PART 6 – AIRPORT (ENCORE)
And they say that dead men don’t tell lies. I told you to take my tale with a grain of salt. Though one truth remains. I did kill a man in Lisbon. Only thing is: that man wasn’t Rodolfo. It was me. Not by throwing myself of the Castelo dos Mouros. No, I was never a drama queen. Not even by slicing my wrists or taking some pills. I died from the life I have lived. A life full of alcohol and smoking and debauchery and lies and all those things your doctors say is bad for you. It was bound to catch up with me someday. It did in Lisbon.
They say your life flashes in front of you when you go. It doesn’t. At least not in the way you expect it to. There is no showreel of highlights. Instead you get the story you concoct yourself, a delusion that tells you life was worth living if only for that one story, a tale that sums up your time on Earth. I have been a writer, ever since I could remember. So I went out on the thrill and suspense of a novels I had authored, this time starring myself. Parts of what I told you was true, just not the parts you’ll probably remember. That’s how a good writer should work: hiding something true in between the fantasies.
The only thing I don’t know is why my farewell tale was set in Lisbon. I’ve spent more time and had more lasting memories of other places, of other people. Perhaps that’s just the way it works. Perhaps you don’t get to choose your final arena. It is chosen for you, at the place you die. As a final reminder that you should live your life to the fullest and be at places you desire to be, lest you be disappointed in your final seconds. And though it might not seem that way from some of the descriptions I have fed you in these past chapters, there are worse places to die than Lisbon, a glorious city, especially in the sun, with lovely people, memorable sights and an all-round amicable atmosphere.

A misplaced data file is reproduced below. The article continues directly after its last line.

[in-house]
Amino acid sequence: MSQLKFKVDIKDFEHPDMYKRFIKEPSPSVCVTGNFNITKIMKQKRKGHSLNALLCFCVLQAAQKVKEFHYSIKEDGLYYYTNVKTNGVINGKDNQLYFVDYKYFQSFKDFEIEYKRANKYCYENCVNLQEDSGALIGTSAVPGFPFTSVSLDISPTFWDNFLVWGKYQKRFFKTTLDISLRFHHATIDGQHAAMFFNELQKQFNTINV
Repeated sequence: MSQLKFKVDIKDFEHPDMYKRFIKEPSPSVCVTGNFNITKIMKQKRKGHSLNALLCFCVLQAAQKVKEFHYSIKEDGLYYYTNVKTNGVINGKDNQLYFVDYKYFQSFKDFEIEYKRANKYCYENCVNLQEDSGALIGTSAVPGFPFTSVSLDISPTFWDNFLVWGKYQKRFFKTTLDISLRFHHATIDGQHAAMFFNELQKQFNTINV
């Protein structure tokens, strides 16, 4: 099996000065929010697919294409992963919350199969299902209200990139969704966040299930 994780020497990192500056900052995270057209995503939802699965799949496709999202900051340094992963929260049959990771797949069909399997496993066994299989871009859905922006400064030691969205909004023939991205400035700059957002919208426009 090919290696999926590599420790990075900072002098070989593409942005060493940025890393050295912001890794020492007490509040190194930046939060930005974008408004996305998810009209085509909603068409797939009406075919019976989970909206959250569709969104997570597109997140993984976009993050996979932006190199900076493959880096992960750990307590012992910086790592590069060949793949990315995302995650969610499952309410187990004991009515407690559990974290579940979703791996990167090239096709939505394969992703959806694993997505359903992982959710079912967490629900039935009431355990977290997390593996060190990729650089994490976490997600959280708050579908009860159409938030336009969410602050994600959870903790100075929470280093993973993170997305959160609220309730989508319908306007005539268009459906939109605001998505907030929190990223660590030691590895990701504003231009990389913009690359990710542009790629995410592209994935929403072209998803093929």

Oh yeah, one last thing. It doesn’t end immediately. There is still some waiting involved in what is best described as an airport lobby: a cold, detached, eerie place filled with lots of strangers – some in groups, some alone – checking the boards to see when their flight departs. We mostly avoid each other. You never know what wounds are still too fresh to open. Luckily the waiting doesn’t take as long as on a regular airport. This place has one not insignificant perk after all.
Just two gates to choose from.